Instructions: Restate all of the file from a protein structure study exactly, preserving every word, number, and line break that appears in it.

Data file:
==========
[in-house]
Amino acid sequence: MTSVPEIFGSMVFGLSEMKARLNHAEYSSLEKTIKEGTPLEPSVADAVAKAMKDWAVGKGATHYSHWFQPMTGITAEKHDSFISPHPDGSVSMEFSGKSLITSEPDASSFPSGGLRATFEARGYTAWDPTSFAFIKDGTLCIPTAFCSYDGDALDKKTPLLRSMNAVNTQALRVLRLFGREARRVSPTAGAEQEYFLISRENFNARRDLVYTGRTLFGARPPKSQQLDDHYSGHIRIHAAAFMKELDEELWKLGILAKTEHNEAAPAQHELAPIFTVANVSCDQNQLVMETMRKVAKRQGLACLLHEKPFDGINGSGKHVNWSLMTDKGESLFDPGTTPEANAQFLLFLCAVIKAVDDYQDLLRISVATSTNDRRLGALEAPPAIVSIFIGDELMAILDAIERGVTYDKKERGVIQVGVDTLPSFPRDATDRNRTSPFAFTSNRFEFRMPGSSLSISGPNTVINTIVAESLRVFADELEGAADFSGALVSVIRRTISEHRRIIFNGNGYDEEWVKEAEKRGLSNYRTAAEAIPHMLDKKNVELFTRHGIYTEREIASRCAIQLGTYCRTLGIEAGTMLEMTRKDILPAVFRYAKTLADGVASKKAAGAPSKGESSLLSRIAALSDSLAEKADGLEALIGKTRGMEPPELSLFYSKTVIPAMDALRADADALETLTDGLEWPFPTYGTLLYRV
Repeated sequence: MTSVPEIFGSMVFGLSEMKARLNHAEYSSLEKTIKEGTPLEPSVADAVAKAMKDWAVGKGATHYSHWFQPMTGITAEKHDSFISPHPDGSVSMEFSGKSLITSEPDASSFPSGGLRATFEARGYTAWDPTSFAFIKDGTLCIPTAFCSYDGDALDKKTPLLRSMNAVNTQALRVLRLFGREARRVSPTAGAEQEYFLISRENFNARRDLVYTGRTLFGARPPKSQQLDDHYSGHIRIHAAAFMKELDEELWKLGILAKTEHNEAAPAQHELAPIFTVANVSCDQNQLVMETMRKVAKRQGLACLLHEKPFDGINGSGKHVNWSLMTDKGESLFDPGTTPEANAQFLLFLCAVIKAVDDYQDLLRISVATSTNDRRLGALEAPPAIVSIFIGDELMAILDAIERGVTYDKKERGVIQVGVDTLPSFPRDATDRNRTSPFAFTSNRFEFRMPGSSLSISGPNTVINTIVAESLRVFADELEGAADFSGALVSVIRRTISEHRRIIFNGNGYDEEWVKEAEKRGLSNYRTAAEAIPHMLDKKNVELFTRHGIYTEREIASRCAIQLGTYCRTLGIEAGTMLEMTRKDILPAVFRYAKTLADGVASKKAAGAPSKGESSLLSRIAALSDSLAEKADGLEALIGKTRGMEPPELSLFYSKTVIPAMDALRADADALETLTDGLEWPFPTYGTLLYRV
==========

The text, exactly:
[in-house]
Amino acid sequence: MTSVPEIFGSMVFGLSEMKARLNHAEYSSLEKTIKEGTPLEPSVADAVAKAMKDWAVGKGATHYSHWFQPMTGITAEKHDSFISPHPDGSVSMEFSGKSLITSEPDASSFPSGGLRATFEARGYTAWDPTSFAFIKDGTLCIPTAFCSYDGDALDKKTPLLRSMNAVNTQALRVLRLFGREARRVSPTAGAEQEYFLISRENFNARRDLVYTGRTLFGARPPKSQQLDDHYSGHIRIHAAAFMKELDEELWKLGILAKTEHNEAAPAQHELAPIFTVANVSCDQNQLVMETMRKVAKRQGLACLLHEKPFDGINGSGKHVNWSLMTDKGESLFDPGTTPEANAQFLLFLCAVIKAVDDYQDLLRISVATSTNDRRLGALEAPPAIVSIFIGDELMAILDAIERGVTYDKKERGVIQVGVDTLPSFPRDATDRNRTSPFAFTSNRFEFRMPGSSLSISGPNTVINTIVAESLRVFADELEGAADFSGALVSVIRRTISEHRRIIFNGNGYDEEWVKEAEKRGLSNYRTAAEAIPHMLDKKNVELFTRHGIYTEREIASRCAIQLGTYCRTLGIEAGTMLEMTRKDILPAVFRYAKTLADGVASKKAAGAPSKGESSLLSRIAALSDSLAEKADGLEALIGKTRGMEPPELSLFYSKTVIPAMDALRADADALETLTDGLEWPFPTYGTLLYRV
Repeated sequence: MTSVPEIFGSMVFGLSEMKARLNHAEYSSLEKTIKEGTPLEPSVADAVAKAMKDWAVGKGATHYSHWFQPMTGITAEKHDSFISPHPDGSVSMEFSGKSLITSEPDASSFPSGGLRATFEARGYTAWDPTSFAFIKDGTLCIPTAFCSYDGDALDKKTPLLRSMNAVNTQALRVLRLFGREARRVSPTAGAEQEYFLISRENFNARRDLVYTGRTLFGARPPKSQQLDDHYSGHIRIHAAAFMKELDEELWKLGILAKTEHNEAAPAQHELAPIFTVANVSCDQNQLVMETMRKVAKRQGLACLLHEKPFDGINGSGKHVNWSLMTDKGESLFDPGTTPEANAQFLLFLCAVIKAVDDYQDLLRISVATSTNDRRLGALEAPPAIVSIFIGDELMAILDAIERGVTYDKKERGVIQVGVDTLPSFPRDATDRNRTSPFAFTSNRFEFRMPGSSLSISGPNTVINTIVAESLRVFADELEGAADFSGALVSVIRRTISEHRRIIFNGNGYDEEWVKEAEKRGLSNYRTAAEAIPHMLDKKNVELFTRHGIYTEREIASRCAIQLGTYCRTLGIEAGTMLEMTRKDILPAVFRYAKTLADGVASKKAAGAPSKGESSLLSRIAALSDSLAEKADGLEALIGKTRGMEPPELSLFYSKTVIPAMDALRADADALETLTDGLEWPFPTYGTLLYRV